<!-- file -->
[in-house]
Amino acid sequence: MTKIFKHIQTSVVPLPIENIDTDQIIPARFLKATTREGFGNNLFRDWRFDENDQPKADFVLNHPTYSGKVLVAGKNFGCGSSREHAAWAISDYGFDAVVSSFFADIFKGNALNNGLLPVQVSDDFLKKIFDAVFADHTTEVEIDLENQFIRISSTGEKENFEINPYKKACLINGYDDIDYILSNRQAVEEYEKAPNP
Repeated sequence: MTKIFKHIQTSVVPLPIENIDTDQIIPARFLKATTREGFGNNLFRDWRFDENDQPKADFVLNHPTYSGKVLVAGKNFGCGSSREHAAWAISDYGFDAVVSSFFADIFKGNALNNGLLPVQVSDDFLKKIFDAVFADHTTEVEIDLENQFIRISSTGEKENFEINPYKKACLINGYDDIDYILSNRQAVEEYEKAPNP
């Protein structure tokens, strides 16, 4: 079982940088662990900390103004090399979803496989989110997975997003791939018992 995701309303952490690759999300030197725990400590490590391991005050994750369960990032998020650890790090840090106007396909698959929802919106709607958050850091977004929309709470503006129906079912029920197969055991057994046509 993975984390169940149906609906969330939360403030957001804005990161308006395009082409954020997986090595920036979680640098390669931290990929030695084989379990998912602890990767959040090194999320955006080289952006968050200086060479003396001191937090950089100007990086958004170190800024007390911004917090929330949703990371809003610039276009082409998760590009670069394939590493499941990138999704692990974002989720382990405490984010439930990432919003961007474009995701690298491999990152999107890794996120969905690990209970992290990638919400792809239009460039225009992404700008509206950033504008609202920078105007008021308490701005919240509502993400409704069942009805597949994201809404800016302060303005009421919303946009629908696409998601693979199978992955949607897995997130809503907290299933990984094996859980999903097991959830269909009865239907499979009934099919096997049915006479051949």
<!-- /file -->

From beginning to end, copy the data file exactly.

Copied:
[in-house]
Amino acid sequence: MTKIFKHIQTSVVPLPIENIDTDQIIPARFLKATTREGFGNNLFRDWRFDENDQPKADFVLNHPTYSGKVLVAGKNFGCGSSREHAAWAISDYGFDAVVSSFFADIFKGNALNNGLLPVQVSDDFLKKIFDAVFADHTTEVEIDLENQFIRISSTGEKENFEINPYKKACLINGYDDIDYILSNRQAVEEYEKAPNP
Repeated sequence: MTKIFKHIQTSVVPLPIENIDTDQIIPARFLKATTREGFGNNLFRDWRFDENDQPKADFVLNHPTYSGKVLVAGKNFGCGSSREHAAWAISDYGFDAVVSSFFADIFKGNALNNGLLPVQVSDDFLKKIFDAVFADHTTEVEIDLENQFIRISSTGEKENFEINPYKKACLINGYDDIDYILSNRQAVEEYEKAPNP
């Protein structure tokens, strides 16, 4: 079982940088662990900390103004090399979803496989989110997975997003791939018992 995701309303952490690759999300030197725990400590490590391991005050994750369960990032998020650890790090840090106007396909698959929802919106709607958050850091977004929309709470503006129906079912029920197969055991057994046509 993975984390169940149906609906969330939360403030957001804005990161308006395009082409954020997986090595920036979680640098390669931290990929030695084989379990998912602890990767959040090194999320955006080289952006968050200086060479003396001191937090950089100007990086958004170190800024007390911004917090929330949703990371809003610039276009082409998760590009670069394939590493499941990138999704692990974002989720382990405490984010439930990432919003961007474009995701690298491999990152999107890794996120969905690990209970992290990638919400792809239009460039225009992404700008509206950033504008609202920078105007008021308490701005919240509502993400409704069942009805597949994201809404800016302060303005009421919303946009629908696409998601693979199978992955949607897995997130809503907290299933990984094996859980999903097991959830269909009865239907499979009934099919096997049915006479051949």